Hunters explore grandeur above Arctic Circle
When it’s dog days August in Arkansas, it’s fall weather and hunting time in Alaska where area hunters head on a quest for big game.
Grand scenery above the Arctic Circle and the challenge of a rugged hunt drew Dayne Galyen of Gateway and Fred Sutton of the War Eagle community to the 49th state in mid-August. While temperatures were sweat-breaking hot at home, the two camped in sub-freezing weather at night and hunted on crisp 40 degree days.
The men flew home two weeks later with cameras full of stunning pictures, a couple hundred pounds of delicious meat and memories of an Alaska big game hunt they’ll forever cherish.
Galyen, 55, bagged a fine, heavy-antlered caribou. Sutton, also 55, killed a caribou and also the animal they traveled to Alaska specifically to hunt, a Dall sheep ram.
They hunted in Alaska’s Brooks Range, in the Arctic National Wildlife Refuge, guided by an outfitting company with a permit to hunt a section of the refuge. Law requires nonresidents to hunt with guides from an outfitter for much of the hunting in Alaska, Sutton noted.
“August is fall up there,” he said. “The leaves are showing their color and it’s getting cold. It snowed several times. We saw four or five different arctic grizzly bears, a wolf, moose and musk ox.”
The hunting trip was their second Alaska adventure. Galyen is Sutton’s brother-in-law, and both went on a caribou hunt in 2017. They decided to raise the bar and tackle a more arduous sheep hunt this time.
“It’s the most physically demanding hunt I’ve ever done,” Sutton said.
The two started planning in May 2018. Tasks of travel arrangements, booking an outfitter, researching gear and more take time. So does getting physically fit for a rugged hunt.
Sutton started hiking almost every day, mostly at Hobbs State Park-Conservation Area where he’s a ranger. Four months before the hunt, he started adding weight to his pack. They had to be ready to hike with up to 100 pounds on their backs if they shot an animal and had to pack out the meat.
A commercial flight took them from Anchorage to Deadhorse in far north Alaska near Prudhoe Bay. Smaller aircraft took them to their outfitter’s remote base camp. From there, bush planes flew the two to a smaller spike camp deep in the treeless Alaska tundra. Scrub brush, rock and rivers are part of the mountainous landscape.
Galyen and Sutton backpacked even farther into remoteness with with their guides from their spike camp. Each hunter and guide trekked to a different area. They carried their rifles and sufficient supplies to camp a night or two in the back country if needed.
When a shot hits its mark on these big game hunts, the hunter and guide hike with their gear and meat back to the spike camp. A bush pilot flies in, picks up the meat and takes it to a freezer at the outfitter’s base camp. Getting the frozen meat home to Northwest Arkansas isn’t a problem, Sutton said. It’s in bags or containers and checked like luggage. There’s some slight thawing on the flight home, but not much, he added.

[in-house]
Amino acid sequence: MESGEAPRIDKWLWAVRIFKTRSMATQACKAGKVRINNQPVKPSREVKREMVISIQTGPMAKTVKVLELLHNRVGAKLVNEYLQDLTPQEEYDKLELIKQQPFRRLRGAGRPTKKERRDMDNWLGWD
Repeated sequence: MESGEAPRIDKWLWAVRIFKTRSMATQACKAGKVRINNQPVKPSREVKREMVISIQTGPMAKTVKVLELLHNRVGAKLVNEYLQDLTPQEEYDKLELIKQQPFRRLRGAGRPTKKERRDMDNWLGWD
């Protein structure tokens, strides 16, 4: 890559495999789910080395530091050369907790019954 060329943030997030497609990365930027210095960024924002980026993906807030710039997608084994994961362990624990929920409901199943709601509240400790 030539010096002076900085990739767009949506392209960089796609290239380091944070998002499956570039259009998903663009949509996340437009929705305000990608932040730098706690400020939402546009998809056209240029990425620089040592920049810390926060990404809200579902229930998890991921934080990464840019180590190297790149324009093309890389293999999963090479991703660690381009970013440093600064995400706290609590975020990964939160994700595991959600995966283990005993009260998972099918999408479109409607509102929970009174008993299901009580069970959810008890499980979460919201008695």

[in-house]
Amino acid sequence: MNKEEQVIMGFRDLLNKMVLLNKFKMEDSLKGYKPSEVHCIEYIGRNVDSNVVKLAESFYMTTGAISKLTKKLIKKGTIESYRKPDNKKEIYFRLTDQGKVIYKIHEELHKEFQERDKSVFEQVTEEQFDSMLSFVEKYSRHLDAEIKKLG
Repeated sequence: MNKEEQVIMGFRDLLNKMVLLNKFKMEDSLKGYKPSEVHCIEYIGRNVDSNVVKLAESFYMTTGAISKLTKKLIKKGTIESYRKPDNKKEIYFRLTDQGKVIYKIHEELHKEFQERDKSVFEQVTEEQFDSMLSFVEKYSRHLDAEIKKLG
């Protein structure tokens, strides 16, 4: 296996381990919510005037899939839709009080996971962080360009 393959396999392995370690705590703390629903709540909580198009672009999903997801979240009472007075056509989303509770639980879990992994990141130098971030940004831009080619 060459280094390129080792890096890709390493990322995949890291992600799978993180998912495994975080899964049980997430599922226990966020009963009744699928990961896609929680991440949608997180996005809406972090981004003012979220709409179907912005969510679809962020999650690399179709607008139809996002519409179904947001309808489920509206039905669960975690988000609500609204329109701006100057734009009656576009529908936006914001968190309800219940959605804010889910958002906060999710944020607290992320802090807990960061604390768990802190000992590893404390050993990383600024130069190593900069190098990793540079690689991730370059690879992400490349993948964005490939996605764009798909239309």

Exercise proved to be priceless for the two on their quest for a Dall sheep ram.
“The terrain is unbelievably tough to walk on. Sometimes it’s a boulder field. Sometimes it’s slate,” Sutton said. “Imagine walking on every size of ball you can think of. Everything wants to slip, slide and move.”
Sutton and his guide backpacked eight to 10 miles on the lookout for sheep. They saw some, including a ram that wasn’t of legal size to shoot. Farther along, there on a mountain side, they spotted a ram of epic proportions. For Sutton, the moment of truth had arrived.
“There’s a minute of chaos where you’re taking off your backpack and rifle and getting in position to shoot. It all happened so fast. I didn’t have time to get nervous. I just remember thinking, ‘I can’t miss this. We’ve come all this way.'”
The 220-yard uphill shot thundered. The ram went down, and Sutton just lay on the ground with no sound but his breathing and beating heart.
He and his guide decided to pack all the meat and the ram’s horns out all in one trip. Each carried 100-plus pounds on their backs. The trek back to camp was about three miles, not 10. They were able to follow a drainage that led straight back to camp.
“The hunting part of it was really fun,” Sutton recalled, ” but flying in the bush planes and being where people rarely go was cool.”
At base camp, they met and talked with hunters from several states.
Hunters pondering their own Alaska big game hunt should start preparations 18 months in advance, Sutton recommends. It’s wise to be in decent physical shape at the beginning, Sutton added, then ramp up the exercise as departure date nears — especially if sheep is the name of the game.
Big country Alaska
Alaska offers a variety of hunting opportunities, many of them world class. Options include hunting grouse or hare, or hunts for bear, caribou, moose and more.
Information: Alaska Department of Fish and Game, adfg.alaska.gov. Big Game Backcountry Guides, firstname.lastname@example.org, 541-531-7211.